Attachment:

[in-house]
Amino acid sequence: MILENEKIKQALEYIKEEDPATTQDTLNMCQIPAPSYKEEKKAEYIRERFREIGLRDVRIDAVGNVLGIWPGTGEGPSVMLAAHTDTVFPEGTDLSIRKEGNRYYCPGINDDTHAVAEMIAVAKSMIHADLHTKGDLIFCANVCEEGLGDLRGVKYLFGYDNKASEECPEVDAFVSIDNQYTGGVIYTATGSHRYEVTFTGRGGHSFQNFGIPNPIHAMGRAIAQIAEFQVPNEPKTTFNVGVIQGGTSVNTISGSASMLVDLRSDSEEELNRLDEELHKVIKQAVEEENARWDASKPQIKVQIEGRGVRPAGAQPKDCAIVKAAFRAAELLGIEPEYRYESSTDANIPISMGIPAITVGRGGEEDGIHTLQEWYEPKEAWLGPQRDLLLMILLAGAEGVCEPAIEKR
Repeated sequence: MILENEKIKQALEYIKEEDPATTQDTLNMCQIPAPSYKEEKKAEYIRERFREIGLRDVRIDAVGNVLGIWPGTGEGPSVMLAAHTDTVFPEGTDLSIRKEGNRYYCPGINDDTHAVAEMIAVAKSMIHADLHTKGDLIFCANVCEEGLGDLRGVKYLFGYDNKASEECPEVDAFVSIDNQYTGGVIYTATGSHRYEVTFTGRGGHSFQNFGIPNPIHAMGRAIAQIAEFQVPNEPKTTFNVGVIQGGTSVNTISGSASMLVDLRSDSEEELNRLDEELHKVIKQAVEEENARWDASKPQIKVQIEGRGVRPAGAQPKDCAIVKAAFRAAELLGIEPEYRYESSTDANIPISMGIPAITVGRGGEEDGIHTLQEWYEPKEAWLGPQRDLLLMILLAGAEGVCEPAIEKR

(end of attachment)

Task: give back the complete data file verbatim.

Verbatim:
[in-house]
Amino acid sequence: MILENEKIKQALEYIKEEDPATTQDTLNMCQIPAPSYKEEKKAEYIRERFREIGLRDVRIDAVGNVLGIWPGTGEGPSVMLAAHTDTVFPEGTDLSIRKEGNRYYCPGINDDTHAVAEMIAVAKSMIHADLHTKGDLIFCANVCEEGLGDLRGVKYLFGYDNKASEECPEVDAFVSIDNQYTGGVIYTATGSHRYEVTFTGRGGHSFQNFGIPNPIHAMGRAIAQIAEFQVPNEPKTTFNVGVIQGGTSVNTISGSASMLVDLRSDSEEELNRLDEELHKVIKQAVEEENARWDASKPQIKVQIEGRGVRPAGAQPKDCAIVKAAFRAAELLGIEPEYRYESSTDANIPISMGIPAITVGRGGEEDGIHTLQEWYEPKEAWLGPQRDLLLMILLAGAEGVCEPAIEKR
Repeated sequence: MILENEKIKQALEYIKEEDPATTQDTLNMCQIPAPSYKEEKKAEYIRERFREIGLRDVRIDAVGNVLGIWPGTGEGPSVMLAAHTDTVFPEGTDLSIRKEGNRYYCPGINDDTHAVAEMIAVAKSMIHADLHTKGDLIFCANVCEEGLGDLRGVKYLFGYDNKASEECPEVDAFVSIDNQYTGGVIYTATGSHRYEVTFTGRGGHSFQNFGIPNPIHAMGRAIAQIAEFQVPNEPKTTFNVGVIQGGTSVNTISGSASMLVDLRSDSEEELNRLDEELHKVIKQAVEEENARWDASKPQIKVQIEGRGVRPAGAQPKDCAIVKAAFRAAELLGIEPEYRYESSTDANIPISMGIPAITVGRGGEEDGIHTLQEWYEPKEAWLGPQRDLLLMILLAGAEGVCEPAIEKR